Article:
tar -xzvf recover-1.3.tar.gz
cd recover-1.3
make install

To use the program, you can simply type recover, and it will scan for the various filesystems available on your system. You can also have it start with the appropriate filesystem by specifying it on the command line. What follows is a question-and-answer session designed to narrow down your deleted file without having to go through a huge listing. The recover program massages the data for you. Here is an example:

# recover /dev/hdd6
Recover v1.3 by Tom Pycke <>
Getting inodes (this can take some time)...
debugfs 1.14, 9-Jan-1999 for EXT2 FS 0.5b, 95/08/09
In what year did you delete the file? (eg. 1999): 2001
The program then asks for the month followed by a date and time range as well as a range of possible file sizes. When everything had been answered, I received the following output:
=> 158 78 JUN THU 21 4:38:39 2001
=> 157 77 JUN THU 21 4:40:25 2001
2 inodes found. Where shall i dump them?
(directory):  /tmp
The files will get named dump157 and dump158. All that is left is to view their contents with cat. On the off chance that these may be binary files, it might make sense to use the file command first.

Security has another side as we well know (and as Monsieur Roget figured out as well). We may be secure in the knowledge that we can recover a deleted file from our ext2fs filesystem, but what of the other side? What if the information in the file was of a top-secret nature, and I did not want to risk having anyone ever see this file again? What if I would rather have this file disappear into some dark region completely inhospitable to proper viticulture? There could be implications of international security should this information get out.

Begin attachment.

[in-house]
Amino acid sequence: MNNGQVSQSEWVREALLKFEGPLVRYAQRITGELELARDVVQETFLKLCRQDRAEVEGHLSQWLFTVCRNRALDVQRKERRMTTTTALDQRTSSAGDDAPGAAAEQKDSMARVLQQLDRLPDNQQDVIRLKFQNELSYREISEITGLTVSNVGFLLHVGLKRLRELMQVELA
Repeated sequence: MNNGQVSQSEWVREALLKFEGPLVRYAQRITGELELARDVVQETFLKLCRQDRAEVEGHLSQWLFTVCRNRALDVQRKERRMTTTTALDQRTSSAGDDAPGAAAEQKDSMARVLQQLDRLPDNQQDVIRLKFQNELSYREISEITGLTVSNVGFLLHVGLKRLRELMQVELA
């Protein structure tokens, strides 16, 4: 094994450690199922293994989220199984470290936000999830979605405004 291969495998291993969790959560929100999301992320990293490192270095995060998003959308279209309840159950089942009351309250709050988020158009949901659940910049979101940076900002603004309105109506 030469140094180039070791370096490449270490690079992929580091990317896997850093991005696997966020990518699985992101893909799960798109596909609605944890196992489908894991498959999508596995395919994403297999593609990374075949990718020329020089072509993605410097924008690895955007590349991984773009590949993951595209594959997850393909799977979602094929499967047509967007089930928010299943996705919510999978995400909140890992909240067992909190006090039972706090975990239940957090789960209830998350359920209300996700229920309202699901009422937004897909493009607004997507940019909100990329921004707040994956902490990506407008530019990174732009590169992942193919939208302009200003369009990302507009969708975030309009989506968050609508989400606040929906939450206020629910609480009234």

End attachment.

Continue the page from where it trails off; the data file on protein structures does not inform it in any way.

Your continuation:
If your system contains a recent version of the fileutils package (which contains programs like cp, mv, etc.), the solution is at hand. You will find a program called shred that will take your file and, ahem, shred it:

$ shred secret_instructions

If I use the command as above, the file secret_instructions will be secret indeed, but it will not be deleted. It will, however, be scrambled, much like a well-whisked omelette. For the truly security-conscious, it may be better to use this version of the command:

$ shred -z -u secret_instructions
In addition to scrambling, the program will overwrite the file with null characters (the -z flag), then remove it completely (-u). Your secrets are safe, mes amis.

We started today's culinary exploration with a slight hint of backups. Let us say then, that you archive your data to tapes regularly (a very good idea—I must commend you, mes amis). Those tapes are then moved safely to off-site storage. You may well have backed up those secret files that you so desperately wish to remove from your system. Let us pretend that I have archived the /etc/profile file using tar: